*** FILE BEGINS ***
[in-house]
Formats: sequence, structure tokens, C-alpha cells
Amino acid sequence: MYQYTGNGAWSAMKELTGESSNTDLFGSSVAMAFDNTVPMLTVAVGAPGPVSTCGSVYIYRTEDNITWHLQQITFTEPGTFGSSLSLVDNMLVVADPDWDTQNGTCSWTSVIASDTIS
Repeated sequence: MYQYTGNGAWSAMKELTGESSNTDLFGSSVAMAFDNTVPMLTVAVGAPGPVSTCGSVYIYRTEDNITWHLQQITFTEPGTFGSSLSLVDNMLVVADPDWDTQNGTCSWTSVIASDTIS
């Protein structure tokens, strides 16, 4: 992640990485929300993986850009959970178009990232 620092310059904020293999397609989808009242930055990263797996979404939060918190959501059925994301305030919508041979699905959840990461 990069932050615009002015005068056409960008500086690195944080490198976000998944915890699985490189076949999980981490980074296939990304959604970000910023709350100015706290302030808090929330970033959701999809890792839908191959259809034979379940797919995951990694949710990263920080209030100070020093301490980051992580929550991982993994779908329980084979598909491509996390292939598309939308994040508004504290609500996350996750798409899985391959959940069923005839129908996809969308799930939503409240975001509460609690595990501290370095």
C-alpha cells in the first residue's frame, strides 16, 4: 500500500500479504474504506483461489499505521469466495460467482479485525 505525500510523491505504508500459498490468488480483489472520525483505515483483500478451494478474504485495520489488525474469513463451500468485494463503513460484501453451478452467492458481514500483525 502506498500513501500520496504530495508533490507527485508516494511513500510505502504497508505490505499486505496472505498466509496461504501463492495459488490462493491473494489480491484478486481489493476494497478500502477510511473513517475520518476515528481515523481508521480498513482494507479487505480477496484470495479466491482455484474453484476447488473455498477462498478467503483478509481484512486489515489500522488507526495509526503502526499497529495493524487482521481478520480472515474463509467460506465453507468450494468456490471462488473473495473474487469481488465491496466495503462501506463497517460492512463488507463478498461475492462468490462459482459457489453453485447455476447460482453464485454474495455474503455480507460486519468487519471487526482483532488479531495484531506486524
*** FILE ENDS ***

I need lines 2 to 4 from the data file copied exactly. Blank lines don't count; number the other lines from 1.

Formats: sequence, structure tokens, C-alpha cells
Amino acid sequence: MYQYTGNGAWSAMKELTGESSNTDLFGSSVAMAFDNTVPMLTVAVGAPGPVSTCGSVYIYRTEDNITWHLQQITFTEPGTFGSSLSLVDNMLVVADPDWDTQNGTCSWTSVIASDTIS
Repeated sequence: MYQYTGNGAWSAMKELTGESSNTDLFGSSVAMAFDNTVPMLTVAVGAPGPVSTCGSVYIYRTEDNITWHLQQITFTEPGTFGSSLSLVDNMLVVADPDWDTQNGTCSWTSVIASDTIS